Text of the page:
Not, though her loudest Trumpet blaze your peace.
To you, that cherish every great example
Contracted in your self; and being so ample
A field of honour, cannot but embrace
A Spectacle, so full of love, and grace
Unto your Court: where every Princely Dame
Contends to be as bounteous of her fame
To others, as her life was good to her.
For, by their lives, they only did confer
Good on themselves; but, by their fame, to yours,
And every Age, the benefit endures.

   Here, the Throne wherein they sate, being Machina versati-
lis, suddenly chang'd; and in the place of it appear'd Fama
bona, as she is describ'd (in Iconolog. di Cæsare Ripa) at-
tir'd in white, with white wings, having a collar of gold about
her neck, and a heart hanging at it: which
Orus Apollo, in his
Hierogl. interprets the note of a good Fame. In her right hand,

'(b)' omittedÆneid.       
she bore a trumpet, in her left an olive branch: And
for her state, it was, as
(b) Virgil describes her, at
the full, her feet on the ground, and her head in the
clouds. She, after the Musick had done, which waited on the
turning of the
Machine, call'd from thence, to Vertue, and
spake this following Speech.

F A M E.

Ertue, my Father, and my Honour; thou
 That mad'st me good, as great; and dar'st avow
No Fame, for thine, but what is perfect: Aid,
To night, the triumphs of thy white-wing'd Maid.
Do those renowned Queens all utmost Rites
Their states can ask. This is a night of nights.
In mine own Chariots let them, crowned, ride;
And mine own Birds, and Beasts in geers apply'd
To draw them forth. Unto the first Carr tye
Far-sighted Eagles, to note Fame's sharp eye.
Unto the second, Griffons, that design
Swiftness and strength, two other gifts of mine.
Unto the last, our Lyons, that imply
The top of graces, State, and Majesty.
And let those Hags be led as Captives, bound
Before their wheels, whil'st I my Trumpet sound.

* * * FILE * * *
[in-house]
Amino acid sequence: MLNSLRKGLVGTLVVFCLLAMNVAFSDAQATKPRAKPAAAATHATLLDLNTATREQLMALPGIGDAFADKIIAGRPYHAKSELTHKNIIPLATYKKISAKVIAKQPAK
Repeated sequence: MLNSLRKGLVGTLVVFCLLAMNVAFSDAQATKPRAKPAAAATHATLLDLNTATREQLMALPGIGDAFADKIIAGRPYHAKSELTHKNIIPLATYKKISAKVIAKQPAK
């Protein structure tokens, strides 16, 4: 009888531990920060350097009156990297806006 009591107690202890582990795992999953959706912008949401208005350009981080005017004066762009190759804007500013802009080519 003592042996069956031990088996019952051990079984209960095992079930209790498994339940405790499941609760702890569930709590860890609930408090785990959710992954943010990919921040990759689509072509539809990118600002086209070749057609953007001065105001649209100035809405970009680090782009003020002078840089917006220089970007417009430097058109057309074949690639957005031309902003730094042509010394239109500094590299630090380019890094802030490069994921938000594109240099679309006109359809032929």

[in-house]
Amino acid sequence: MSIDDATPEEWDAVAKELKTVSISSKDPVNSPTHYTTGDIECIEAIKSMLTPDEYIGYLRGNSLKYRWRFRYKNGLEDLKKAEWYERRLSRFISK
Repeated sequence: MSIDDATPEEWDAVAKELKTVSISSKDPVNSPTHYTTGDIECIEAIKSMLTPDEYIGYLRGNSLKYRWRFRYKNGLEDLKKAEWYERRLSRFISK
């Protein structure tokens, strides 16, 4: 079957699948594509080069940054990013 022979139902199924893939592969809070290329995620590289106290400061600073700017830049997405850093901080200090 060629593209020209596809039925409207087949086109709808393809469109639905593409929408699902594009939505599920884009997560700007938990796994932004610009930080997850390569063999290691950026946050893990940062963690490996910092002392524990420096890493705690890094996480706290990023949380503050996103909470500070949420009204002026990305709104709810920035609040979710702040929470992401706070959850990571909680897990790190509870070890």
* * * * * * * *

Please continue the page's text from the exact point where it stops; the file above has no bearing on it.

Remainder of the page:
T which, the loud Musick sounded, as before; to give
 the Masquers time of descending. And here, we
cannot but take the opportunity, to make some more par-
ticular description of their Scene, as also of the Persons
they presented; which, though they were disposed rather
by Chance, than Election, yet it is my part to justifie them
all: And then, the Lady that will own her Presentation,
   To follow, therefore, the Rule of Chronology, which I
have observ'd in my Verse, the most upward in time was
Penthesilea. She was Queen of the Amazons, and succeeded
Ortera, or (as some will) Orithya; she liv'd, and was
present, at the War of Troy on their part, against the Greeks,
and (as Justin gives her testimony) Inter fortissimos viros,
magna ejus virtutis documenta extitere.
She is nowhere na-

352 Masques.                    

med, but with the Preface of Honour, and Vertue; and

(a) Hist.       

(b) Lib. 3.
Eleg. 10.

(c) Æneid.

is always advanced in the head of the wor-
thiest Women. (a) Diodorus Siculus makes her
the daughter of Mars. She was honour'd in
her death to have it the act of Achilles. Of which
(b) Propertius sings this triumph to her beauty.

Aurea cui postquam nudavit cassida frontem,
   Vicit victorem candida forma virum.

   Next, follows Camilla, Queen of the Volscians,